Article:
“The Falcon 8 also has algorithms to guard against electromagnetic interference, which could affect compass headings during, say, electrical tower inspections,” he added. “The Falcon’s whole payload is swappable with a single screw, and it could synchronize data from, say, both thermal and RGB cameras.”
“This makes maintenance and certification easier,” Nanduri said. “We also have a fixed-wing platform for longer endurance, with high-endurance GPS and RTK [real-time kinematics].”
Krzanich announced a deal with Airbus to use Intel drones for aircraft inspection. A curtain next to the main stage pulled away, revealing a bridge, around which a Falcon 8+ conducted a mock inspection.
Features such as separating the Falcon 8’s sensors from its flight system and ruggedizing the “cockpit” are part of Intel’s play to being a complete drone solution provider.
“These machines and data will drive the needs of the cloud, and we need to build end-to-end capability,” said Nanduri. “We do the reference designs with OEM partners. The unmanned ecosystem is still fragmented, so it’s a really good opportunity for us to provide whole systems.”
Intel unleashes Shooting Star UAVs
One of the highlights of Xponential’s keynotes was a demonstration of the Intel drone known as Shooting Star, which was used for light shows at this year’s Super Bowl and Coachella. At Disney World in Florida, 500 drones set a Guinness World Record by flying twice per night for 45 nights.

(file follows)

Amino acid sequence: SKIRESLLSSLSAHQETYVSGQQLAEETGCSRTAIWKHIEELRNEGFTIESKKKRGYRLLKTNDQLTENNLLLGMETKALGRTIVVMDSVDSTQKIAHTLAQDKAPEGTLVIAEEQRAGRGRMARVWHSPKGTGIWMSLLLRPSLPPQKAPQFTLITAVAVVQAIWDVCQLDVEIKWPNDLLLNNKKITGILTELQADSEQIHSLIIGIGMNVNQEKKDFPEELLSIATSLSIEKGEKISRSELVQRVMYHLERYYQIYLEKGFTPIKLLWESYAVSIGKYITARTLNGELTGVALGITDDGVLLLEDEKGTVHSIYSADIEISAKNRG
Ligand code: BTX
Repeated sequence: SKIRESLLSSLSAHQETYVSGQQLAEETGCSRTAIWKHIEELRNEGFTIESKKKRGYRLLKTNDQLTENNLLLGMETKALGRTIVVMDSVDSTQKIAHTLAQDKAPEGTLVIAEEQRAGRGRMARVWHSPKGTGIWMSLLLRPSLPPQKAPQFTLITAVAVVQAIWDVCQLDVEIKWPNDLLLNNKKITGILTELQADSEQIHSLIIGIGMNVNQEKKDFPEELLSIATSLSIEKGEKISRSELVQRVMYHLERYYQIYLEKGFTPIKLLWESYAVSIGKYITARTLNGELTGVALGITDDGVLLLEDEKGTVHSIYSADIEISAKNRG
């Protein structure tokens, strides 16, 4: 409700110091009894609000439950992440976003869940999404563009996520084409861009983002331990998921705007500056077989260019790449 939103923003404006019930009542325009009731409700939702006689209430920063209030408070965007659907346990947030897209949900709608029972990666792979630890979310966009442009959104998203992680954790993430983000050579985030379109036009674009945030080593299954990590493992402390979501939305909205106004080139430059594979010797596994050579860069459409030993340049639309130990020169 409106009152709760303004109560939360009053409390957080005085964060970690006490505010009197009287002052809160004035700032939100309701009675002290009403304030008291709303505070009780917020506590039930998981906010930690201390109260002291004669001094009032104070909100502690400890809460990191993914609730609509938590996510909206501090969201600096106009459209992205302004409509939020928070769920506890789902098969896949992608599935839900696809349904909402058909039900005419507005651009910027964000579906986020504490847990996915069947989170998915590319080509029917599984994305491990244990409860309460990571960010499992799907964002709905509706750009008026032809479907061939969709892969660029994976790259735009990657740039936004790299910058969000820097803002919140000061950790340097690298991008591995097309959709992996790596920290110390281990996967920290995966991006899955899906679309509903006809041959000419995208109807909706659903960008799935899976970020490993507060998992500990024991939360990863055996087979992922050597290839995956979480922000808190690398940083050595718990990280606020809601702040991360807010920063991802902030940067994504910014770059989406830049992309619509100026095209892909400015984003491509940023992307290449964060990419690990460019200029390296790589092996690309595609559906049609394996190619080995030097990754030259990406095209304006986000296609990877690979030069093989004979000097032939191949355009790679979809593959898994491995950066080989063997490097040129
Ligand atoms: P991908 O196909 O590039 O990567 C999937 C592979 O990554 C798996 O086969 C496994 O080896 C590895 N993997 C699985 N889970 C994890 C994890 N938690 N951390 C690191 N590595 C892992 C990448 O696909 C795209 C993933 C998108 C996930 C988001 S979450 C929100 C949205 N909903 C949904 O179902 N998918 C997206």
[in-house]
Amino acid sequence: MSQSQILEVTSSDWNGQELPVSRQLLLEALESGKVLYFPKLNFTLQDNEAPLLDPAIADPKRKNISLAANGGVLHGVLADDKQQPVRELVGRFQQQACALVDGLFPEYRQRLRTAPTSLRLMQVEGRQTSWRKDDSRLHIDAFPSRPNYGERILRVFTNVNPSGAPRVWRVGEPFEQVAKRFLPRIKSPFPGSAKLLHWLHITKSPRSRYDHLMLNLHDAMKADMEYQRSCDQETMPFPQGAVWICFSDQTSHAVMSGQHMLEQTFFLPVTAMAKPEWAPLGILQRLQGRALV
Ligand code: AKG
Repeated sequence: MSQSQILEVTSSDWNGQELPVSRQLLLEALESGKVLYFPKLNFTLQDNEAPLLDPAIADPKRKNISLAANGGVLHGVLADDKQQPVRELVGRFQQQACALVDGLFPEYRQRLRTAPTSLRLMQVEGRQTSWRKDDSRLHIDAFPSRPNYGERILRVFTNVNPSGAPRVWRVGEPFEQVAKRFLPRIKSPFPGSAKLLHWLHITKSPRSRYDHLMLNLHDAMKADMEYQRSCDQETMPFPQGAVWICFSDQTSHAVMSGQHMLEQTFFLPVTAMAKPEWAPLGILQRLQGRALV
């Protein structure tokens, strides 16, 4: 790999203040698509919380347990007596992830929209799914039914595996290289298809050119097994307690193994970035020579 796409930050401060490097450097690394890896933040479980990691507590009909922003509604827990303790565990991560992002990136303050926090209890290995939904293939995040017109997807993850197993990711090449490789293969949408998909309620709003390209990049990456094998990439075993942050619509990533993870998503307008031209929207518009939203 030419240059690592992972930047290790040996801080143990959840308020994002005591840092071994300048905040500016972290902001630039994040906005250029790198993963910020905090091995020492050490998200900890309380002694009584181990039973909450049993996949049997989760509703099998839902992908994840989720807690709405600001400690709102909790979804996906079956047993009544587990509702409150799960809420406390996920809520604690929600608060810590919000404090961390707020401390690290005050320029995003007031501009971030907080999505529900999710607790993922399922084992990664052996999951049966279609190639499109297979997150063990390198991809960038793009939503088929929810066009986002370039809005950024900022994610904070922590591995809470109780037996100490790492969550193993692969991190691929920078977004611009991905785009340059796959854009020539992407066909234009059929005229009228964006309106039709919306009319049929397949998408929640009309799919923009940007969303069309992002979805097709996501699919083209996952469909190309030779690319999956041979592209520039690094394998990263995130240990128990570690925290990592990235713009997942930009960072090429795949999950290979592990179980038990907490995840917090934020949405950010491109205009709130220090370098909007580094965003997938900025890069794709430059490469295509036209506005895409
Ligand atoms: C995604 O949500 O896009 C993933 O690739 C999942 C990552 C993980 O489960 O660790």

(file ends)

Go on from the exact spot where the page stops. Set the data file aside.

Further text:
“We could wait for someone else to invent it or do it ourselves,” Nanduri said. “It’s easier for us to work on at a solution level.”
“A person who wants a flag or a Christmas tree in the sky doesn’t need to know programming and drone controls. An artist just wants to create, and we make that possible through software automation,” he asserted. “All the artist needs to know is how to transform that creation into physical reality as simply as possible for the audience.”
“For the light shows, we had to build the whole thing from end to end — not just the drone, but the animations, the software,” Nanduri said. “It’s more than just the systems. It’s a leap ahead. We built the concept, and interest has been phenomenal since then.”
“The light show is reusable, and while Shooting Star isn’t a full replacement for fireworks, you can tell a story with them,” he said. “We’re operating worldwide and getting a lot of learning from the events.”